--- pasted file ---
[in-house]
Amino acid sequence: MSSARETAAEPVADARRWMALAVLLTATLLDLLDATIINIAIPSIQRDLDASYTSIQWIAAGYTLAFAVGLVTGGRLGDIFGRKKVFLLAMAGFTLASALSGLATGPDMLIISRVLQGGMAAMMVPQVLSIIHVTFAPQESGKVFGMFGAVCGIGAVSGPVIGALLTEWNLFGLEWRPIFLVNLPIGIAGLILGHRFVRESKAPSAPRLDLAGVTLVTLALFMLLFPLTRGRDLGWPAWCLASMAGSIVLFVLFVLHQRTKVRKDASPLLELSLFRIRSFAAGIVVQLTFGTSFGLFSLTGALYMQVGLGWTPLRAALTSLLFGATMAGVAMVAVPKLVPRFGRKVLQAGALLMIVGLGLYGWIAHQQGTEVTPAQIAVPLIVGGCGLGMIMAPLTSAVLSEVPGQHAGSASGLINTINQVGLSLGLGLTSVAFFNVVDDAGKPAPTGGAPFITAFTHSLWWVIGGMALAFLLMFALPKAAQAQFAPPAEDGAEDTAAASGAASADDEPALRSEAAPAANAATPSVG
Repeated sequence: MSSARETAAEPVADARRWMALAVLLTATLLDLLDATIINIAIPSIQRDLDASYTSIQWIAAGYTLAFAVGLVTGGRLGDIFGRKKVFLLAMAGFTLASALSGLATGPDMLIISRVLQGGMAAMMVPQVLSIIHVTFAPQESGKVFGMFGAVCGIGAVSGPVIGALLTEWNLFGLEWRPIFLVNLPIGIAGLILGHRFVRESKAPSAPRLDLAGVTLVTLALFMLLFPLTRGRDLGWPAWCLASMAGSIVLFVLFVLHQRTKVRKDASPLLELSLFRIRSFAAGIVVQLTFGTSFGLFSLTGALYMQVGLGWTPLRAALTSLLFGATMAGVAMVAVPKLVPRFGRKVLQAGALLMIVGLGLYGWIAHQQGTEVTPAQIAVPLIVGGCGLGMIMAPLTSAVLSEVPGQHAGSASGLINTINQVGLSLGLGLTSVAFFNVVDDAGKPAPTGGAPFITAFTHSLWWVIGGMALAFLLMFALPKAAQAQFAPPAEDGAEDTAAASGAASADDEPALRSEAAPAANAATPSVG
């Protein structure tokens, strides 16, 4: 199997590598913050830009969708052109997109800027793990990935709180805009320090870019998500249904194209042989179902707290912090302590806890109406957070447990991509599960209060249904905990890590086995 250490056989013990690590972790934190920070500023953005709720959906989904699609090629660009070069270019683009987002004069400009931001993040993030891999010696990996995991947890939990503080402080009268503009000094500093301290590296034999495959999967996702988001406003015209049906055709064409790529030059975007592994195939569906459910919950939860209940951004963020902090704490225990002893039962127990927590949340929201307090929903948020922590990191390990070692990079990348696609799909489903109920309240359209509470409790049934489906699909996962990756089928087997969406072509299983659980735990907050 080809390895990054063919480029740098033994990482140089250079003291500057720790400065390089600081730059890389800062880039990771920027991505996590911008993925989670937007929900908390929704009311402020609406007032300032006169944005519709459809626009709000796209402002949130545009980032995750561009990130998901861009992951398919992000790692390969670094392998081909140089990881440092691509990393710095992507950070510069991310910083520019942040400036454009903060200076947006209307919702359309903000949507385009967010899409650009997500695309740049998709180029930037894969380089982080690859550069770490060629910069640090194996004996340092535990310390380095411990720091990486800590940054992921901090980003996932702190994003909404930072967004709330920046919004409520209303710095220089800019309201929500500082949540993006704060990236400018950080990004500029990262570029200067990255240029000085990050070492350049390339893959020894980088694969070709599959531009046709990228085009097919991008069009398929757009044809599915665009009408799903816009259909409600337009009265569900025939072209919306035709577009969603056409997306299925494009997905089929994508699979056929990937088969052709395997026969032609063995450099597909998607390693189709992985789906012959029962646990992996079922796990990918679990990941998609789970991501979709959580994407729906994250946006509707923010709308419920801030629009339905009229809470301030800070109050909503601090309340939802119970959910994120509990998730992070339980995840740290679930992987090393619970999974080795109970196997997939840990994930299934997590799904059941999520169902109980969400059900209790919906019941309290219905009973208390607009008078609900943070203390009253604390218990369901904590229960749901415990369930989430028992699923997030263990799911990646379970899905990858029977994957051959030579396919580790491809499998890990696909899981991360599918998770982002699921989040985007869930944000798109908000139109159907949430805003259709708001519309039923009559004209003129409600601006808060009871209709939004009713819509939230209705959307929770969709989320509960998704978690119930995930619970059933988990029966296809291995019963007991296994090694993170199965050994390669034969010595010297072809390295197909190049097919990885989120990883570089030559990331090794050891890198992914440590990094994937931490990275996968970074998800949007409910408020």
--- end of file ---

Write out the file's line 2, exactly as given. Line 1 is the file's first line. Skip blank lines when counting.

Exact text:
Amino acid sequence: MSSARETAAEPVADARRWMALAVLLTATLLDLLDATIINIAIPSIQRDLDASYTSIQWIAAGYTLAFAVGLVTGGRLGDIFGRKKVFLLAMAGFTLASALSGLATGPDMLIISRVLQGGMAAMMVPQVLSIIHVTFAPQESGKVFGMFGAVCGIGAVSGPVIGALLTEWNLFGLEWRPIFLVNLPIGIAGLILGHRFVRESKAPSAPRLDLAGVTLVTLALFMLLFPLTRGRDLGWPAWCLASMAGSIVLFVLFVLHQRTKVRKDASPLLELSLFRIRSFAAGIVVQLTFGTSFGLFSLTGALYMQVGLGWTPLRAALTSLLFGATMAGVAMVAVPKLVPRFGRKVLQAGALLMIVGLGLYGWIAHQQGTEVTPAQIAVPLIVGGCGLGMIMAPLTSAVLSEVPGQHAGSASGLINTINQVGLSLGLGLTSVAFFNVVDDAGKPAPTGGAPFITAFTHSLWWVIGGMALAFLLMFALPKAAQAQFAPPAEDGAEDTAAASGAASADDEPALRSEAAPAANAATPSVG